SI 127 to restore order to the Economy

Zivanai Dhewa

Scores of people and business entities have applauded the Government for the introduction of Statutory Instrument 127 (SI 127), saying it will help restore sanity to the economic sector.

Without wasting much time, as soon as Government announced the SI 127, OK-Zimbabwe began to regularise its systems in compliance with the Reserve Bank of Zimbabwe’s directive.

In a memorandum directed to all its Branches across the country, OK-Zimbabwe notified that until its systems are regularised it will cease to accept US$ payments at their tills.

“This memorandum serves to inform all Branches that as a result of SI 127 of 2021, they no longer accept foreign currency as a payment option at their tills effective immediately. Our receipts at the tills are not yet in compliance with the SI which states that inter alia a seller of goods or services is not allowed to issue a buyer thereof a receipt in ZW$ for payment received in  foreign currency, or to record sales other than in the currency in which the sale was conducted,” read the memo.

Meanwhile the Reserve Bank of Zimbabwe has given a two week ultimatum for business to regularise its systems.

Posting on its Twitter Handle, the RBZ said, “Business have been given 2 weeks to regularise their systems so that they can comply with the SI on the receipting of goods and services in either foreign currency or local currency.  The SI is an essential means of enforcing compliance which is necessary for continued stability.”

The RBZ explained that the implementation of SI 127 was not designed to harm business but to provide a level playing field for business to protect consumers, stating that the use of foreign currency for the payment of goods and services is still allowed as per SI 85 of 2020.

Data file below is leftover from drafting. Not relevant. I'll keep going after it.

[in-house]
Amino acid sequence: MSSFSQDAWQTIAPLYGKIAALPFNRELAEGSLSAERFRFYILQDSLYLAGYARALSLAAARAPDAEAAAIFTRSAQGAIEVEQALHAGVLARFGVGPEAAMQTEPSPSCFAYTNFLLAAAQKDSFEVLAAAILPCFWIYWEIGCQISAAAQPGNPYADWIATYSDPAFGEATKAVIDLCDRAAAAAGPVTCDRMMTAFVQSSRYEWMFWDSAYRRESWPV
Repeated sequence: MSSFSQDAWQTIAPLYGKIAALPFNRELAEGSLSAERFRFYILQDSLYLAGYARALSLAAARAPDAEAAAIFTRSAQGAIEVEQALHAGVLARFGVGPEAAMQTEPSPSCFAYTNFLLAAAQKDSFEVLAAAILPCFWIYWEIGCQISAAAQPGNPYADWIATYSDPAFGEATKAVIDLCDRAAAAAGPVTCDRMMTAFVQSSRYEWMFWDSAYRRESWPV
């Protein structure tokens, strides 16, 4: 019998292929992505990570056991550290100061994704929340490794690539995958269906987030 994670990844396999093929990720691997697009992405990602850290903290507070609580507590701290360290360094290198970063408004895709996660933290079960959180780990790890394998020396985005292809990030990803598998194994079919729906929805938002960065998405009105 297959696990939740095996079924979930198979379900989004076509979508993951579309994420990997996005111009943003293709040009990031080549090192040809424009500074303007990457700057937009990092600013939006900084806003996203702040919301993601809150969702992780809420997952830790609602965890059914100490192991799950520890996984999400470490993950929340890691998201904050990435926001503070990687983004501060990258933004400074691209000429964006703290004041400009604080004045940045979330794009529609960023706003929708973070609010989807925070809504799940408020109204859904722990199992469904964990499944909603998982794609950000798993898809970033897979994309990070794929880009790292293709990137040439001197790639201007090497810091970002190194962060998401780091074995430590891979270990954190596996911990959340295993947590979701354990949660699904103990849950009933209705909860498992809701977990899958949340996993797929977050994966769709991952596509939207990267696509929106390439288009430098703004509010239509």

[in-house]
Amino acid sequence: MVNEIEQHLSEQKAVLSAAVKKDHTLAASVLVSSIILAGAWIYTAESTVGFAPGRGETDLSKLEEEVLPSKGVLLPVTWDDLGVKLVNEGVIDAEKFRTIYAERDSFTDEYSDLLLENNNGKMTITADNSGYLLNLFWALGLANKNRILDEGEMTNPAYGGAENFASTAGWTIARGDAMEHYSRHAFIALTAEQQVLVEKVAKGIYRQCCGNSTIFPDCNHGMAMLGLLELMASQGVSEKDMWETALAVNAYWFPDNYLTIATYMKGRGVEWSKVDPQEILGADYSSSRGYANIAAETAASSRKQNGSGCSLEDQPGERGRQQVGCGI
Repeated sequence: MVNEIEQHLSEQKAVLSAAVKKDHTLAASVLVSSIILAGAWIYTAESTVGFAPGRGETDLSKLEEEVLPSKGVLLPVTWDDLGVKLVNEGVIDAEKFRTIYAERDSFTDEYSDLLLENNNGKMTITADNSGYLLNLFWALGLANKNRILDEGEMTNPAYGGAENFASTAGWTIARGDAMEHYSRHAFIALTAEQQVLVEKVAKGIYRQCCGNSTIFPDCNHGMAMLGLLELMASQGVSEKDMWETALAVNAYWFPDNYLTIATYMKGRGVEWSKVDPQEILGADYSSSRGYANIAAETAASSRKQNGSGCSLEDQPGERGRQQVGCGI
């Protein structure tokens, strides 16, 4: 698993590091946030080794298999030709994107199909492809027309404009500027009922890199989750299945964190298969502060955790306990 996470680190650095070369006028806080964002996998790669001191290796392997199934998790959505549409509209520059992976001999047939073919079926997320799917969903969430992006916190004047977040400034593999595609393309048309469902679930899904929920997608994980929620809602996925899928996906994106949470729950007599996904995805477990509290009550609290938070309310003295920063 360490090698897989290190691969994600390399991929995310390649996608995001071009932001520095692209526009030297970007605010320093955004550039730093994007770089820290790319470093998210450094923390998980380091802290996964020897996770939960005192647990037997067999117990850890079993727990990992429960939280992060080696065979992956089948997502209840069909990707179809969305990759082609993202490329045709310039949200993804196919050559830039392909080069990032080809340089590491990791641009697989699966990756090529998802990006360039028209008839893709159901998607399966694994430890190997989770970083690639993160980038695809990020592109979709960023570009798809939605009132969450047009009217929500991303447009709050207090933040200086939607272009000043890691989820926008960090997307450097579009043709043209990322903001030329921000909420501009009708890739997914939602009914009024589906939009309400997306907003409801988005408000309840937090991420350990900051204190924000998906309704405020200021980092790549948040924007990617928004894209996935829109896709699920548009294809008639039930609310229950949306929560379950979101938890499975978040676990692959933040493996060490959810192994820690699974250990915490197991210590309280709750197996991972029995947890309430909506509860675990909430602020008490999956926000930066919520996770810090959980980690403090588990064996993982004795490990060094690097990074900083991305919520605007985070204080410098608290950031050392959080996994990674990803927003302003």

Netizen Godfrey Shumba posted on his Twitter handle applauding Government for SI 127.

“Whatever has been done is a very noble idea; there were a lot of thieves in the retail sector.  Today I was shocked to suddenly find my garage selling petrol in RTGS, well done Government,” Shumba said.

This publication managed to speak to one David Chokupa, an economic analyst who greed that there was lack of transparency by some companies that accessed foreign currency at the Auction system and those that received tender for goods sold in foreign currency. 

“It is clear that some of the forex accessed through the Foreign Exchange Auction, were not being used for the intended business but were being diverted to the black market.  This is the loop that RBZ wants to close.

“Again goods and services tendered in foreign currency and yet being receipted in local currency leaves a gap for that foreign currency to find its way into the black market as it might not be declared to the Reserve Bank.

“What Government has done with SI 127 is not new and unique to Zimbabwe, many countries use that system in order to tame the black market.  If Zimbabwe is to achieve Vision 2030 of an Upper Middle Income Economy, then every foreign currency leak should be mended,” said Chokupa.